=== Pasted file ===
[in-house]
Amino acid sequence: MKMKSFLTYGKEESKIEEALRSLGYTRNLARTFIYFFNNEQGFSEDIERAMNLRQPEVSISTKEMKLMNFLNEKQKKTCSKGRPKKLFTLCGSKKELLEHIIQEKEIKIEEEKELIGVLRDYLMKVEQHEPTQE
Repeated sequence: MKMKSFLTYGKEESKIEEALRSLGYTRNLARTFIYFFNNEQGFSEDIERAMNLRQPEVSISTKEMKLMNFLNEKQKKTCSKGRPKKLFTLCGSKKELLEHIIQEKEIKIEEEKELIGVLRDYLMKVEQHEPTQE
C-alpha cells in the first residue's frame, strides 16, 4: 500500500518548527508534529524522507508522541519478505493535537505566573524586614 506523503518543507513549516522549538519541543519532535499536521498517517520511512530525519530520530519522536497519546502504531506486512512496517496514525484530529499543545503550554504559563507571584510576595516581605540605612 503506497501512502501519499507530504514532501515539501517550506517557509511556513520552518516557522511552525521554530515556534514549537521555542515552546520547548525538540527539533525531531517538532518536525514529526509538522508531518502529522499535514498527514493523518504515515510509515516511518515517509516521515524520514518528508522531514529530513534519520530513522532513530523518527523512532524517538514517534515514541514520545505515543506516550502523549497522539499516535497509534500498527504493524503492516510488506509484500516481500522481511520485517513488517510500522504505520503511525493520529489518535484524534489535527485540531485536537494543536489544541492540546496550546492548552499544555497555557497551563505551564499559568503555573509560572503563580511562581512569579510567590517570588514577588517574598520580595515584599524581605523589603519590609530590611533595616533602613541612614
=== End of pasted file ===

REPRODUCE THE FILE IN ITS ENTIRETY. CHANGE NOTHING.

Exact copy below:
[in-house]
Amino acid sequence: MKMKSFLTYGKEESKIEEALRSLGYTRNLARTFIYFFNNEQGFSEDIERAMNLRQPEVSISTKEMKLMNFLNEKQKKTCSKGRPKKLFTLCGSKKELLEHIIQEKEIKIEEEKELIGVLRDYLMKVEQHEPTQE
Repeated sequence: MKMKSFLTYGKEESKIEEALRSLGYTRNLARTFIYFFNNEQGFSEDIERAMNLRQPEVSISTKEMKLMNFLNEKQKKTCSKGRPKKLFTLCGSKKELLEHIIQEKEIKIEEEKELIGVLRDYLMKVEQHEPTQE
C-alpha cells in the first residue's frame, strides 16, 4: 500500500518548527508534529524522507508522541519478505493535537505566573524586614 506523503518543507513549516522549538519541543519532535499536521498517517520511512530525519530520530519522536497519546502504531506486512512496517496514525484530529499543545503550554504559563507571584510576595516581605540605612 503506497501512502501519499507530504514532501515539501517550506517557509511556513520552518516557522511552525521554530515556534514549537521555542515552546520547548525538540527539533525531531517538532518536525514529526509538522508531518502529522499535514498527514493523518504515515510509515516511518515517509516521515524520514518528508522531514529530513534519520530513522532513530523518527523512532524517538514517534515514541514520545505515543506516550502523549497522539499516535497509534500498527504493524503492516510488506509484500516481500522481511520485517513488517510500522504505520503511525493520529489518535484524534489535527485540531485536537494543536489544541492540546496550546492548552499544555497555557497551563505551564499559568503555573509560572503563580511562581512569579510567590517570588514577588517574598520580595515584599524581605523589603519590609530590611533595616533602613541612614